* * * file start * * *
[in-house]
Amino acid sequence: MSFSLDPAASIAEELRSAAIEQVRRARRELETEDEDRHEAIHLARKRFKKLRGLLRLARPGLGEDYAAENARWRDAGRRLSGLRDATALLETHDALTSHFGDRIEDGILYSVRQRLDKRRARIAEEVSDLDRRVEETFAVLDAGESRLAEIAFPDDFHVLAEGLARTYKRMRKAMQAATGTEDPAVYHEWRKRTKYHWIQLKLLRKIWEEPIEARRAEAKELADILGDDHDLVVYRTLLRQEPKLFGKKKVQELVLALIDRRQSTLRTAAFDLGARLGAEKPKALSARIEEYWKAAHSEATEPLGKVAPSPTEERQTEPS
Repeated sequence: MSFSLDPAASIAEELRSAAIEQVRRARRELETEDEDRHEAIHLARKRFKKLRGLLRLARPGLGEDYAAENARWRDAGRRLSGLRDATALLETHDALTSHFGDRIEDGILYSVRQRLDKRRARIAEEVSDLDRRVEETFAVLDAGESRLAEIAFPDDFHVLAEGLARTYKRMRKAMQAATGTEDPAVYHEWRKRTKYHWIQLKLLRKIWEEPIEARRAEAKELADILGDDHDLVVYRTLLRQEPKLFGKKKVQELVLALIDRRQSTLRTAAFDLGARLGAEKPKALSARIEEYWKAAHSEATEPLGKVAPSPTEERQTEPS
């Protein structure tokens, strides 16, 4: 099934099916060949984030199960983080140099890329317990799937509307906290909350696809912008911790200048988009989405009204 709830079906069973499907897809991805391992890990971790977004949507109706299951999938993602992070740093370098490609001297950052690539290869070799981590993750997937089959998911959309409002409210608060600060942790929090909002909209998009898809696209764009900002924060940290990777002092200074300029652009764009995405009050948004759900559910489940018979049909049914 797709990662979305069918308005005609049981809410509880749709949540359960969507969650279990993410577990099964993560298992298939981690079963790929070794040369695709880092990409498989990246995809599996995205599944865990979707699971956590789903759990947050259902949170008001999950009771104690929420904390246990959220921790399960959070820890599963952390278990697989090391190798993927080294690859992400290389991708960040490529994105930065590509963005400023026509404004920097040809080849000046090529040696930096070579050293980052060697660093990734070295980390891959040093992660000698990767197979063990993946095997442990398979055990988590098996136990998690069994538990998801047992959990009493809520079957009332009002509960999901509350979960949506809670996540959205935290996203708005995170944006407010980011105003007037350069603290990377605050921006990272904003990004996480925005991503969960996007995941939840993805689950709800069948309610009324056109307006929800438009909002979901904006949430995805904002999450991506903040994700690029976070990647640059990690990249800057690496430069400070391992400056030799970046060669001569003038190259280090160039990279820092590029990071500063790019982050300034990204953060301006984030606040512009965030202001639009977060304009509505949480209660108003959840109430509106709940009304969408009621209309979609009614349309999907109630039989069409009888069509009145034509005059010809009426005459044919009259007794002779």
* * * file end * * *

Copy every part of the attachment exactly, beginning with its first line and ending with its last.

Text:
[in-house]
Amino acid sequence: MSFSLDPAASIAEELRSAAIEQVRRARRELETEDEDRHEAIHLARKRFKKLRGLLRLARPGLGEDYAAENARWRDAGRRLSGLRDATALLETHDALTSHFGDRIEDGILYSVRQRLDKRRARIAEEVSDLDRRVEETFAVLDAGESRLAEIAFPDDFHVLAEGLARTYKRMRKAMQAATGTEDPAVYHEWRKRTKYHWIQLKLLRKIWEEPIEARRAEAKELADILGDDHDLVVYRTLLRQEPKLFGKKKVQELVLALIDRRQSTLRTAAFDLGARLGAEKPKALSARIEEYWKAAHSEATEPLGKVAPSPTEERQTEPS
Repeated sequence: MSFSLDPAASIAEELRSAAIEQVRRARRELETEDEDRHEAIHLARKRFKKLRGLLRLARPGLGEDYAAENARWRDAGRRLSGLRDATALLETHDALTSHFGDRIEDGILYSVRQRLDKRRARIAEEVSDLDRRVEETFAVLDAGESRLAEIAFPDDFHVLAEGLARTYKRMRKAMQAATGTEDPAVYHEWRKRTKYHWIQLKLLRKIWEEPIEARRAEAKELADILGDDHDLVVYRTLLRQEPKLFGKKKVQELVLALIDRRQSTLRTAAFDLGARLGAEKPKALSARIEEYWKAAHSEATEPLGKVAPSPTEERQTEPS
């Protein structure tokens, strides 16, 4: 099934099916060949984030199960983080140099890329317990799937509307906290909350696809912008911790200048988009989405009204 709830079906069973499907897809991805391992890990971790977004949507109706299951999938993602992070740093370098490609001297950052690539290869070799981590993750997937089959998911959309409002409210608060600060942790929090909002909209998009898809696209764009900002924060940290990777002092200074300029652009764009995405009050948004759900559910489940018979049909049914 797709990662979305069918308005005609049981809410509880749709949540359960969507969650279990993410577990099964993560298992298939981690079963790929070794040369695709880092990409498989990246995809599996995205599944865990979707699971956590789903759990947050259902949170008001999950009771104690929420904390246990959220921790399960959070820890599963952390278990697989090391190798993927080294690859992400290389991708960040490529994105930065590509963005400023026509404004920097040809080849000046090529040696930096070579050293980052060697660093990734070295980390891959040093992660000698990767197979063990993946095997442990398979055990988590098996136990998690069994538990998801047992959990009493809520079957009332009002509960999901509350979960949506809670996540959205935290996203708005995170944006407010980011105003007037350069603290990377605050921006990272904003990004996480925005991503969960996007995941939840993805689950709800069948309610009324056109307006929800438009909002979901904006949430995805904002999450991506903040994700690029976070990647640059990690990249800057690496430069400070391992400056030799970046060669001569003038190259280090160039990279820092590029990071500063790019982050300034990204953060301006984030606040512009965030202001639009977060304009509505949480209660108003959840109430509106709940009304969408009621209309979609009614349309999907109630039989069409009888069509009145034509005059010809009426005459044919009259007794002779």